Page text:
The Delta coronavirus variant surging across the U.S. is putting everyone on alert, as cases rise in many cities and governments and businesses renew restrictions, like indoor mask wearing and proof of vaccination to enter certain venues or events.
For investors, it’s only natural to worry that a market sell-off—like the market crash in the spring of 2020—might be looming.
Despite the accelerated spread of the Delta variant, the economic and market fallout from it will be limited, and U.S. stocks can grind higher, UBS Global Wealth Management predicts.
“While the Delta variant has the potential to spark renewed short-term volatility, we do not think it will pose a major threat to the bull market,” Solita Marcelli, chief investment officer Americas at UBS Global Wealth Management said in a note last week.
On Tuesday, the Dow Jones Industrial Average gained 278 points or 0.8% to close at 35,116.40; while Nasdaq Composite rose more than 80 points to close at 14,761.30.
Since the CDC announced in early July that the Delta variant became dominant, accounting for more than 51% of cases in the U.S., the Dow Jones Industrial Average has gained 1.56% in the month, and Nasdaq Composite has added 97.66 points, or 0.67% during the same period of time.
Overall, UBS remains optimistic about the outlook for the economy and sees buying opportunities in cyclical sectors, Marcelli said.
Vaccines Prove to Be Highly Effective, Lockdowns Are Unlikely
While the Delta variant is significantly more transmissible than the Alpha variant, the new virus has not caused a spike in hospitalizations and deaths, Marcelli says.
According to the latest data available by the Centers for Disease Control and Prevention (CDC), there were 78,806 new cases across the U.S. on Monday, a significant drop from the recent peak of 105,347 cases reported on July 30. Daily new deaths dropped to 392 on Aug. 2 from last Friday’s 459 deaths. More than 99.99% of people fully vaccinated against Covid-19 have not had a breakthrough case resulting in hospitalization or death, according to the CDC.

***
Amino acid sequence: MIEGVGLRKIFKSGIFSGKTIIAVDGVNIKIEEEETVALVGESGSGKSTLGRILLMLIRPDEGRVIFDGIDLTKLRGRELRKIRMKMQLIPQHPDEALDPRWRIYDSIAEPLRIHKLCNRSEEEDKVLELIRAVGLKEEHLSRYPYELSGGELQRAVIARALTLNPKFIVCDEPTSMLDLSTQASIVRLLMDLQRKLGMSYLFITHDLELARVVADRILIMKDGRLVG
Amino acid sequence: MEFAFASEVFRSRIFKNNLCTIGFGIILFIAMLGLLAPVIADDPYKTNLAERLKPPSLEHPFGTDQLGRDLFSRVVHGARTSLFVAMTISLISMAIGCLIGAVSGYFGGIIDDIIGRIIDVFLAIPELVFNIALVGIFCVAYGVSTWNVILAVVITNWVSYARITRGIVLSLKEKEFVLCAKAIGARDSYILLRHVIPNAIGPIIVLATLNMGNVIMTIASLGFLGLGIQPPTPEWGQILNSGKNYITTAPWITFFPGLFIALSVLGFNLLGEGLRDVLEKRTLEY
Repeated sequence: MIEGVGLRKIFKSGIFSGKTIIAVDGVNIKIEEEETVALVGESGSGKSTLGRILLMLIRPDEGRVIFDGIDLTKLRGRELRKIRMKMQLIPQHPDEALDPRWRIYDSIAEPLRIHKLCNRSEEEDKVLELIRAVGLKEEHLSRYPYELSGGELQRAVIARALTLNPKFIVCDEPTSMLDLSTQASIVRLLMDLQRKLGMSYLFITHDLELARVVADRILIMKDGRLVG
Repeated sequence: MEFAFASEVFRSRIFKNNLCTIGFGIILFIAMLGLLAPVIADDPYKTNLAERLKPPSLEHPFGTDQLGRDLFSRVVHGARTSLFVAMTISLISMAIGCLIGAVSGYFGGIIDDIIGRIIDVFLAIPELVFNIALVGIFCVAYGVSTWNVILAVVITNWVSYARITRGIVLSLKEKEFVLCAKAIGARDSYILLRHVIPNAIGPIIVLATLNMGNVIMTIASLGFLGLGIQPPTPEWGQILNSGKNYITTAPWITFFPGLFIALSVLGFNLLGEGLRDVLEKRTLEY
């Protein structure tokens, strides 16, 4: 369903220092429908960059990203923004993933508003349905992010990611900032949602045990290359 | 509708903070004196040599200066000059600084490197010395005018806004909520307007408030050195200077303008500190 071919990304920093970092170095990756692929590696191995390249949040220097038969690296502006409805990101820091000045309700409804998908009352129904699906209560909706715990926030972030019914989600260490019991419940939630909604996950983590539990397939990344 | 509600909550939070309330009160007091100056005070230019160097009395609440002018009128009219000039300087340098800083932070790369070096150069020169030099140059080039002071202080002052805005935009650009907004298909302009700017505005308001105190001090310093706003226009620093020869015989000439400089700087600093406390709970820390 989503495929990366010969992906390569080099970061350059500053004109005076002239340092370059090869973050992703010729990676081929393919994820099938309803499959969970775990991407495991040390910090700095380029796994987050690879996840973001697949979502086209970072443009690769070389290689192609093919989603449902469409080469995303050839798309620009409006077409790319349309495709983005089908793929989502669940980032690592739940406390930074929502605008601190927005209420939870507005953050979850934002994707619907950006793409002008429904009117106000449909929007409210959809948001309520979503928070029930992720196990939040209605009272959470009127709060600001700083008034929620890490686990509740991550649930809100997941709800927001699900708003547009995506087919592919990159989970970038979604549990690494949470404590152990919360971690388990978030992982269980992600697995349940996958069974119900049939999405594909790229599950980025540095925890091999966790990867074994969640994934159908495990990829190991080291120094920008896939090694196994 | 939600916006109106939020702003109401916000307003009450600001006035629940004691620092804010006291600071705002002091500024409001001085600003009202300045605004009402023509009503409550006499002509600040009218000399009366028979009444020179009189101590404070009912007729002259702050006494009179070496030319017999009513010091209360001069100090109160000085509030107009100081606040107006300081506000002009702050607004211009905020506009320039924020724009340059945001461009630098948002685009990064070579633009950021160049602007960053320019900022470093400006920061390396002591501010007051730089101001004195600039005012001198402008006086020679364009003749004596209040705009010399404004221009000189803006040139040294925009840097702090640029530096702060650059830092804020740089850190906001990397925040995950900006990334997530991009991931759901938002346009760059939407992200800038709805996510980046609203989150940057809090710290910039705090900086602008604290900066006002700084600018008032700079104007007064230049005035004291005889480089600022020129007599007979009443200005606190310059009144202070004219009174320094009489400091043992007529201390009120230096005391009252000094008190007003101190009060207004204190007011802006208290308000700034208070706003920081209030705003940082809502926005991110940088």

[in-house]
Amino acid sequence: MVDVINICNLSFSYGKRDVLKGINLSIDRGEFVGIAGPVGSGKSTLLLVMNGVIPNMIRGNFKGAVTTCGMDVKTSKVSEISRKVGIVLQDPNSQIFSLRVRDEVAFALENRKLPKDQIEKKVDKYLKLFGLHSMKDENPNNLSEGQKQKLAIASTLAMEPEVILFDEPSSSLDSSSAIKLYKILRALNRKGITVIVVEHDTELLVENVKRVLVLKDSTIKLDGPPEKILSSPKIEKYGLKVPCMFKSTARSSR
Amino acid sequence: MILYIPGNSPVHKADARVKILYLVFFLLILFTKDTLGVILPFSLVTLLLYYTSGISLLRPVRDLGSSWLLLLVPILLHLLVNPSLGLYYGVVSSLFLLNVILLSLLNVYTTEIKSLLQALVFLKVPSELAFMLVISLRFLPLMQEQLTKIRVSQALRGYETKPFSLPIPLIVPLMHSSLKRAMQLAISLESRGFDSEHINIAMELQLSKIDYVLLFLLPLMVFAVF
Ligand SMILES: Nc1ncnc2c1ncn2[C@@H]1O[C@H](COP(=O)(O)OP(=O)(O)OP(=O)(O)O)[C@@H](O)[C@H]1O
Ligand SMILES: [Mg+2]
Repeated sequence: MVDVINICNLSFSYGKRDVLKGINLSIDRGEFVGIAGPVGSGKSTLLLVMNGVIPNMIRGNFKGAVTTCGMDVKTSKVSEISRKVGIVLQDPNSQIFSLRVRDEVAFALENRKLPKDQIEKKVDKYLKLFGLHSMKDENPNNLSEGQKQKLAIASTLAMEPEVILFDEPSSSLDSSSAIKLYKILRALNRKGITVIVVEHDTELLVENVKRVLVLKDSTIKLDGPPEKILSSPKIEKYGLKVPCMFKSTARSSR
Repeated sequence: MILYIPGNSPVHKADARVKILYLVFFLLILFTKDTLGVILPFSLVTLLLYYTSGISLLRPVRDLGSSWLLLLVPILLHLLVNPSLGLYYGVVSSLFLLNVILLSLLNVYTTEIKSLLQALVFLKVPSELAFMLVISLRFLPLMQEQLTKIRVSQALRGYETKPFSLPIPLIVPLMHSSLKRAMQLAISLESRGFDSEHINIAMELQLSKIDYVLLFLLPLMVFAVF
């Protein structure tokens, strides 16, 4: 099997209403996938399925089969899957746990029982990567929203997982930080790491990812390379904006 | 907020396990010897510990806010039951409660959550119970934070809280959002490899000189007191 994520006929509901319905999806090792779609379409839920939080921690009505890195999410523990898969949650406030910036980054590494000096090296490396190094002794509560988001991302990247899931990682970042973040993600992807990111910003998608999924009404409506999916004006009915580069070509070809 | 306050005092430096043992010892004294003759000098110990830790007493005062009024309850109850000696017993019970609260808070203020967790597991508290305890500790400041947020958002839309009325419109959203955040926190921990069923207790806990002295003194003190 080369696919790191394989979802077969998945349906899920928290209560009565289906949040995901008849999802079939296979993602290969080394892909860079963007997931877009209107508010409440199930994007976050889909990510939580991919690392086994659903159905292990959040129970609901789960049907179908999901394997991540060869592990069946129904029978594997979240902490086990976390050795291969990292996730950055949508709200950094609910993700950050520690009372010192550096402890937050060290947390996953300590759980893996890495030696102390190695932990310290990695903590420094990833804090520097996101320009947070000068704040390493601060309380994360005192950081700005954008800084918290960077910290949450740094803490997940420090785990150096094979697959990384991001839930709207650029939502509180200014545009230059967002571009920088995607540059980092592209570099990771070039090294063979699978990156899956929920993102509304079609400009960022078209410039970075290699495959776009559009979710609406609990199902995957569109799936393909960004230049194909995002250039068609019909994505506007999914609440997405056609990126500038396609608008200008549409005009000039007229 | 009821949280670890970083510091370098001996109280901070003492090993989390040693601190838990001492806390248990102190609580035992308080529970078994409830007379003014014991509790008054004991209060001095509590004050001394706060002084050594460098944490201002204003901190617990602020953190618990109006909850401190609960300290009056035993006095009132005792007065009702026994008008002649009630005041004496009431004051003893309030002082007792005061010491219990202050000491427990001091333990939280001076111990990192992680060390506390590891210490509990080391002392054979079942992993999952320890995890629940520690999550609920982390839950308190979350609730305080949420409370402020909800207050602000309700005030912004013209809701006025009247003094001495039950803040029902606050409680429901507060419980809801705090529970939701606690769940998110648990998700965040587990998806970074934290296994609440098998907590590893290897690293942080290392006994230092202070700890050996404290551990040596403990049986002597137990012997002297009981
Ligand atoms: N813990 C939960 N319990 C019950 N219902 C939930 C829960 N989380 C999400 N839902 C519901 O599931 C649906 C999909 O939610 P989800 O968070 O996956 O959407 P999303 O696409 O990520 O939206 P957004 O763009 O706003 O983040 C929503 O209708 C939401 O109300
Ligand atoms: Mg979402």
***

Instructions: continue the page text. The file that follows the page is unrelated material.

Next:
Also, preliminary data for multiple vaccines show promising signs that they have been holding up well against this new variant and still highly effective at protecting against severe disease. Pfizer and Moderna have been working on new vaccines to directly address the Delta variant with testing set to begin in August.
“Therefore, we don’t see any meaningful reimposition of restrictions or lockdowns,” Marcelli said in the note.
Compared to European countries, the U.S. is likely a few weeks behind the infection curve. From a policy standpoint, the U.S. might follow the paths of these countries, which have continued with their reopening process, Marcelli said.
New Variant’s Drag on Economic Growth Is Modest
As the lowest vaccination rates in the U.S. are concentrated in smaller states and more rural areas, including Idaho, Wyoming, Arkansas, Mississippi, Louisiana, Alabama, among others, the impact of new variants on the overall GDP should be modest and temporary, Marcelli said in the note.
“The new variant could cause some delays and curtailment in spending on services, but we don’t expect it to derail growth given more vaccines are now in the toolkit versus a year ago,” she said.
According to the UBS forecasts, the U.S. GDP should grow 6.9% in 2021, and 6% in 2022. The projected solid economic growth should “translate into very strong earnings growth for companies,” Marcelli said.
During the second quarter, the GDP grew at an annual rate of 6.5%, slightly better than the 6.3% gain in the first quarter, the Bureau of Economic Analysis reported last Thursday.
Weakness in Cyclical Sectors Creates Buying Opportunities
U.S. equity markets saw some weakness in the past couple of weeks as concerns about the Delta variant set in, and the strong second quarter earnings were overlooked, Marcelli said.
“Concern about the Delta variant has disproportionately weighed on cyclical sectors given their ties and higher sensitivity to economic growth,” she said. “We view the recent weakness as a buying opportunity as these sectors are still expected to see outsized earnings growth and valuation metrics remain attractive.”
These sectors include consumer discretionary (nonessential consumer goods and services), energy, financials, and industrials, which are positioned to benefit from pent-up consumer demand and a broader reopening of the economy, Marcelli said.